Viruses are malicious pieces of code that infect your device without your knowledge. They can affect your device’s performance, delete files, send spam, and even corrupt your hard drive. They multiply and spread to other machines, often before you’re aware of an infection.
Malware is the general term for any program that is designed to damage, disrupt, or hack a device. Viruses and ransomware are malware.
Ransomware are malicious programs that block access to your device until you pay a ransom fee to its creator. It is often very difficult and expensive to remove.
What is Malware?
Malware is the umbrella term that describes all malicious software, including ransomware and viruses.
- Spyware: Allows hackers to track your device’s activity.
- Bots: Self-propagating programs that infiltrate devices and connect them to a central server.
- Rootkits: Allow hackers to control your device without your knowledge. This allows them to spy on your usage and steal your information.
- Worms: These are like viruses, but they are standalone programs that don’t need a host file to spread. They self-replicate and spread through networks automatically.
What Does Malware Do?
Malware compromises your computer, slowing it down and breaching its security. Malware is used to steal your data, control your device, and harvest your resources for illegal activities.
How Does Malware Spread?
Malware can infect your computer in several ways. Just like viruses, malware can be transmitted via file sharing, downloading free software, opening email attachments, using compromised USB flash disks, and visiting infected websites.
Scareware programs are another way that malware can infect your device. These look like antivirus programs that pretend to protect you from viruses, but actually expose you to threats. When you install scareware, it will warn you that your system is infected when in fact it isn’t. It will then ask you to click a link to “clean up” the viruses. This link will download more malware.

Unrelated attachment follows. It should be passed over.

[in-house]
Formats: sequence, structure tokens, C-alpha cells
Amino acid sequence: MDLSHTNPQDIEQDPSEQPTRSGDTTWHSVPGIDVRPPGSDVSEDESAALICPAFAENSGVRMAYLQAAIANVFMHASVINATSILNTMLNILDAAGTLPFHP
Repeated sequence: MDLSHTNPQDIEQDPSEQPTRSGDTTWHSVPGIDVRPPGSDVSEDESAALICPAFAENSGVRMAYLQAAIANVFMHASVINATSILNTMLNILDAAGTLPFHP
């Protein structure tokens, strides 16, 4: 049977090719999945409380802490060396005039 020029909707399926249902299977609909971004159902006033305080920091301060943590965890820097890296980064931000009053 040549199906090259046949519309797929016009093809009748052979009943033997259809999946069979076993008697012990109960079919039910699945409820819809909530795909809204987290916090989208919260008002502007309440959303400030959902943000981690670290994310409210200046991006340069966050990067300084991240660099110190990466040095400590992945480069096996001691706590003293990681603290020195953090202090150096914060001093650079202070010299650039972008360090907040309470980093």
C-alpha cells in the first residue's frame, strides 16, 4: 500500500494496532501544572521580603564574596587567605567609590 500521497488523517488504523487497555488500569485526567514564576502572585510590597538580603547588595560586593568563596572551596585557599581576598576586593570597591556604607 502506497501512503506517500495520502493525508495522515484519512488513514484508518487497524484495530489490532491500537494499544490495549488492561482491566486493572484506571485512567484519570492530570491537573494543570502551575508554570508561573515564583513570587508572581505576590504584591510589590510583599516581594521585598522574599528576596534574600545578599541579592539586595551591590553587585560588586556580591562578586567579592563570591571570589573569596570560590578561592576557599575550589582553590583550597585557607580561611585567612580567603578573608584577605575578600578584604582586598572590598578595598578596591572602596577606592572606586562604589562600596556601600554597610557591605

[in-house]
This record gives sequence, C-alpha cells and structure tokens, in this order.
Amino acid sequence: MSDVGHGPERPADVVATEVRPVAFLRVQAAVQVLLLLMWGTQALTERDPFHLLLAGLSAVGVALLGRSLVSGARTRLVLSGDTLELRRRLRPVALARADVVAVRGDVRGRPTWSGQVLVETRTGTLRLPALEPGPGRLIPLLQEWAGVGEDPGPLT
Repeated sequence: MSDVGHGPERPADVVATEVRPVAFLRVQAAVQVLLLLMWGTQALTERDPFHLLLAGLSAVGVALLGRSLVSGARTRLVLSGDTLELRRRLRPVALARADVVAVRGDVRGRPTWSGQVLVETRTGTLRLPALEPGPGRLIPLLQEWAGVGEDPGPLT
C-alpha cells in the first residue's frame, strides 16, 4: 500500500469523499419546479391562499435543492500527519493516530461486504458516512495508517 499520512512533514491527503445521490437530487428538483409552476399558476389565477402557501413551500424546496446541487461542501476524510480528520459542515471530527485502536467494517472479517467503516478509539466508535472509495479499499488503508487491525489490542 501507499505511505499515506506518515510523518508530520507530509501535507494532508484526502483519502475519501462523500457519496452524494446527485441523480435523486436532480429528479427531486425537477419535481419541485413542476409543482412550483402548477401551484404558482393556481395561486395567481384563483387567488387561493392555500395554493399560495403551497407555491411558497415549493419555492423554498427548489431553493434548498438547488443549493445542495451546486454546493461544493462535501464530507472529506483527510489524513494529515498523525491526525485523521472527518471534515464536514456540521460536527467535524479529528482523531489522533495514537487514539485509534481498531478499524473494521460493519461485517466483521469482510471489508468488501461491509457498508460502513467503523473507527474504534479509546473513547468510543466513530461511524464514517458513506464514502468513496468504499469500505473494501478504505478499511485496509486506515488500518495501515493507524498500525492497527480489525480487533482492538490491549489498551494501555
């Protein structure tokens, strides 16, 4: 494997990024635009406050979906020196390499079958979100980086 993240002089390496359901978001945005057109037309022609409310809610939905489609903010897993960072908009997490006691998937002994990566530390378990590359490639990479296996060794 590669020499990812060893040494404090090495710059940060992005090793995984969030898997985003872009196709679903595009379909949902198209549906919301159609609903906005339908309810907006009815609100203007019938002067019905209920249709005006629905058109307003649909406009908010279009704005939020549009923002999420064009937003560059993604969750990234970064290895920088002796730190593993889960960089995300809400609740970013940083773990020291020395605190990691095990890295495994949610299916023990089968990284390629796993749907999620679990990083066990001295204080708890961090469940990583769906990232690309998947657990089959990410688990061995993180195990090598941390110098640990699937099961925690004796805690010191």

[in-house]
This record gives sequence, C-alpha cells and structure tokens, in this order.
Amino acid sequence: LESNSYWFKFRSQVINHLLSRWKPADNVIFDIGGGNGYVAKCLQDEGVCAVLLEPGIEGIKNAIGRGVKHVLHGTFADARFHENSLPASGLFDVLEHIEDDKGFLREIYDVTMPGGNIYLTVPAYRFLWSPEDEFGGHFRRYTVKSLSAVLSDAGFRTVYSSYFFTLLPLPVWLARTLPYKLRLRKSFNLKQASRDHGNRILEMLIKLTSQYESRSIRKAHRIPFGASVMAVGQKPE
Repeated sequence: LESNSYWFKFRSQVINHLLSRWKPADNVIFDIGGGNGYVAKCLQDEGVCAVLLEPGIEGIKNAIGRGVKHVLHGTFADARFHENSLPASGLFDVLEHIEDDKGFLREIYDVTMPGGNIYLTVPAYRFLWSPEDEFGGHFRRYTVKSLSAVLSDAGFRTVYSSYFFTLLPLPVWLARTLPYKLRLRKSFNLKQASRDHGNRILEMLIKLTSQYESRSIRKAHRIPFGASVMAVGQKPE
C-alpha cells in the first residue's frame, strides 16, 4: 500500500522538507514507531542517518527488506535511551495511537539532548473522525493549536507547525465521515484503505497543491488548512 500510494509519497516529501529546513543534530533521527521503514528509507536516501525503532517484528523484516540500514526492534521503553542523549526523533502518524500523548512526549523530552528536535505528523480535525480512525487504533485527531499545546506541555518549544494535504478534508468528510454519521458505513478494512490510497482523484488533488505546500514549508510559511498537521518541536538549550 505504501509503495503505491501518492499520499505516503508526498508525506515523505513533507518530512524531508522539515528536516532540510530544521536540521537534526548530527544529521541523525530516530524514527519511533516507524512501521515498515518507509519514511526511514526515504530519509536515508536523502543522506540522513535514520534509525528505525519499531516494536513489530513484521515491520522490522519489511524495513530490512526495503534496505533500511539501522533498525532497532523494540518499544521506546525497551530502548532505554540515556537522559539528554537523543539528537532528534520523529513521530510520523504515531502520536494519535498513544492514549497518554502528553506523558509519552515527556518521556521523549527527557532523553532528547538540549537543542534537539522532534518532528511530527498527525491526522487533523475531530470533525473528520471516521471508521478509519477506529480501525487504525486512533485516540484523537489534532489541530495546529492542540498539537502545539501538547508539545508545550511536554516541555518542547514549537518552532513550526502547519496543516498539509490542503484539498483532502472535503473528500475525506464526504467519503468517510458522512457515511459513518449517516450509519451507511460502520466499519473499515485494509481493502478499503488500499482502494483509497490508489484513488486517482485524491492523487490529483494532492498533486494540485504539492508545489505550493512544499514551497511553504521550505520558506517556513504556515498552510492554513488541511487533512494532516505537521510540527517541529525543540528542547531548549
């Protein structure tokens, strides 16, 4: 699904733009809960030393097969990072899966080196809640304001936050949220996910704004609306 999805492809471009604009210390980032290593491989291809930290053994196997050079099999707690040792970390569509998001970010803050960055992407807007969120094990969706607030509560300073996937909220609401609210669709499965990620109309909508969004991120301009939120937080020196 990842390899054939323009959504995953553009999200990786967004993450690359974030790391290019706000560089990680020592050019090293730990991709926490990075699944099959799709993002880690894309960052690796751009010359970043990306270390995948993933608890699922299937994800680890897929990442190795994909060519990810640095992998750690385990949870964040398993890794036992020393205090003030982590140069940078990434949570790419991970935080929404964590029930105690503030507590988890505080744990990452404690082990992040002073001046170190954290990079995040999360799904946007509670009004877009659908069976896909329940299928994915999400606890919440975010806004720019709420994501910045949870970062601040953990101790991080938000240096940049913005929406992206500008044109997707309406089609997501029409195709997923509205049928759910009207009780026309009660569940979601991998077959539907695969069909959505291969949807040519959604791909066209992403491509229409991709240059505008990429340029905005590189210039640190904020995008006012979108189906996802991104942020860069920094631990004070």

How Can Malware Hurt Me?
- Malware slows down your computer.
- Identity theft.
- Credit card fraud and other types of theft.
- Inability to start or shut down your device.
- Corrupted programs and files.
- Loss of data.
3 Malware Myths and Facts
- Myth: You’ll know if your device is infected.
Fact: One out of every three computers will be infected with malware at any given time. It is very common for a malware infection to go undetected, and you may not be able to tell if your computer is compromised.
- Myth: Popular websites don’t contain malware.
Fact: Even the most reputable sites aren’t immune to malware. In the past, Yahoo, the New York Times, and even the BBC have fallen victim to it. Malware programmers often run malicious third-party ads on legitimate websites that spread their programs. You don’t need to click on the ads, simply viewing them will install the malware on your device.
- Myth: Malware isn’t dangerous if you don’t store important files on your device.
Fact: Malware is a threat to your security even if you don’t store important files on your device. It rarely searches your computer for the information it wants. Instead, it will access your email to spam your contacts and record your keystrokes to steal your banking details and login information.